Changes in Method for Obtaining Better Outcomes in the Recruitment of Synthetic Drug Users
Department of Justice and Human Services
Addiction Research & Theory
Objective: To describe the problems encountered and resolved in the course of using respondent-driven sampling (RDS), targeted canvassing (TARC), and ethnographic fieldwork (EFW) to recruit ecstasy and/or lysergic acid diethylamide (LSD) users. Method: This study is nested within a larger project designed to investigate the course of drug use, sexual risk behaviors, and psychiatric comorbidities in 240 ecstasy/LSD users. Eligible participants were males and females with ages ranging from 18 to 39 years, who reported ecstasy and/or LSD use at least once during the 90 days prior to interview and were not under treatment for drug and alcohol problems. Strategies were implemented sequentially, over four-month time frames for each method, aiming at fulfilling study objectives. Results: The final sample included 174 participants (64.36% males). Eight (4.6%) were selected using RDS, 26 (14.94%) with TARC, and 140 (80.45%) using EFW. RDS recruited participants with a higher education level, employed, and with a higher monthly income. Conversely, a higher frequency of drug usage and a higher number of drugs ever used were evident among participants selected via EFW. Conclusions: Different recruitment techniques reached different types of participants. EFW showed the best performance, granting access to the largest number of participants and with a higher number of drugs ever used. Both RDS and TARC required more time to recruit participants and yielded a lower number of eligible subjects. Participants recruited via RDS had a higher socioeconomic level but also a shorter lifetime history of drug use.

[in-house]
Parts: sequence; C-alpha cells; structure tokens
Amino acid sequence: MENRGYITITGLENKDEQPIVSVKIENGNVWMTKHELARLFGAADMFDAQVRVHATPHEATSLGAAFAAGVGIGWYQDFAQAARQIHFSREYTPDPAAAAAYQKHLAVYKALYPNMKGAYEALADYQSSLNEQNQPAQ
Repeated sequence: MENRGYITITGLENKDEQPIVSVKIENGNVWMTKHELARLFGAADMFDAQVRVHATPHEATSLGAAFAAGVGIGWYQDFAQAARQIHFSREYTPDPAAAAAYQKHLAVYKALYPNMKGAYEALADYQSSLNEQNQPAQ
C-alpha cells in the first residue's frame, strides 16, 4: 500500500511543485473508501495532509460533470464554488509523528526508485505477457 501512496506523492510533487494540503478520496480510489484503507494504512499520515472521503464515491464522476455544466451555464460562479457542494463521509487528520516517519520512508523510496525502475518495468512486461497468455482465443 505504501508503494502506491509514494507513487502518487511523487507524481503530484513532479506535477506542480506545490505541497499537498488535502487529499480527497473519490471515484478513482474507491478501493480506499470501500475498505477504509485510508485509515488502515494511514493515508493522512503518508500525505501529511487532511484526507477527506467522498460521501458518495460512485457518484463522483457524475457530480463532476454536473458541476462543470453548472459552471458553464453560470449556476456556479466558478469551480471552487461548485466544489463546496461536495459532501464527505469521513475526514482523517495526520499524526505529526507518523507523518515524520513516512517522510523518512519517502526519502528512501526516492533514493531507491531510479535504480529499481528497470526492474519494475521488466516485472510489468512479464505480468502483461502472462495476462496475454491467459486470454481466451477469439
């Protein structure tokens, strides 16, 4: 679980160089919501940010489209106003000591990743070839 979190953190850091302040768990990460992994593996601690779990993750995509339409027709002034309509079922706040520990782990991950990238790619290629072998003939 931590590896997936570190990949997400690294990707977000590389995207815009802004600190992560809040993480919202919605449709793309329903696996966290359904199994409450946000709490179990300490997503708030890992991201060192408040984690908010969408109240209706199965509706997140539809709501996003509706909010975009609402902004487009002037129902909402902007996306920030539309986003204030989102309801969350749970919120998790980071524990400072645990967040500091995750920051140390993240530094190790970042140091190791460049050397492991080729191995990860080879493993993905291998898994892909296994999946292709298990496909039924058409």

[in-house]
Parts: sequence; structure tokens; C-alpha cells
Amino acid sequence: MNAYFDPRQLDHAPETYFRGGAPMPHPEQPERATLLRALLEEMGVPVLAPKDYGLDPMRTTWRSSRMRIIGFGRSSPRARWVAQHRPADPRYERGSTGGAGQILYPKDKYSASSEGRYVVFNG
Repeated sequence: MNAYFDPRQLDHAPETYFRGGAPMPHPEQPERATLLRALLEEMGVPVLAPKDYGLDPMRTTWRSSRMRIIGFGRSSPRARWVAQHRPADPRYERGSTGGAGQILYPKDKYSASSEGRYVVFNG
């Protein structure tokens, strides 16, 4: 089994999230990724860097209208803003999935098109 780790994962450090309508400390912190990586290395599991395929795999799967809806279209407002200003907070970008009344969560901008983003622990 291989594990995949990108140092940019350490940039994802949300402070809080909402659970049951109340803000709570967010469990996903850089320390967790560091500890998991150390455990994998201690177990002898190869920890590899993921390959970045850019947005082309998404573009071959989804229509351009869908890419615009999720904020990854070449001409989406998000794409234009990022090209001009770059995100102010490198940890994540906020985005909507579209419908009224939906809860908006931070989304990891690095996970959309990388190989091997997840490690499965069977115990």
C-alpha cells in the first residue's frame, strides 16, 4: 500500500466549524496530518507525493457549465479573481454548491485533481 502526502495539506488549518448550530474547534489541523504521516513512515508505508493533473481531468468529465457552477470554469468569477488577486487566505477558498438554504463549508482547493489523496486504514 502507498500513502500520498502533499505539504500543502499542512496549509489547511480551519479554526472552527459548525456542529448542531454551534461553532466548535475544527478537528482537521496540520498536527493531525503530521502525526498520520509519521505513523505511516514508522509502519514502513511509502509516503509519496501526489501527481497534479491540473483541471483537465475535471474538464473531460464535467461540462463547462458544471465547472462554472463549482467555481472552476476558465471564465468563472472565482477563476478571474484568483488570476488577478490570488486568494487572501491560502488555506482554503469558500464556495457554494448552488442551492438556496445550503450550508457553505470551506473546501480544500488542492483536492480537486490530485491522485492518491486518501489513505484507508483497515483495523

Remy, L., Von Diemen, L., Surratt, H., Kurtz, S. P., & Pechansky, F. (2013). Changes in Method for Obtaining Better Outcomes in the Recruitment of Synthetic Drug Users. Addiction Research & Theory, 22 (5), 380-385. https://doi.org/10.3109/16066359.2013.867431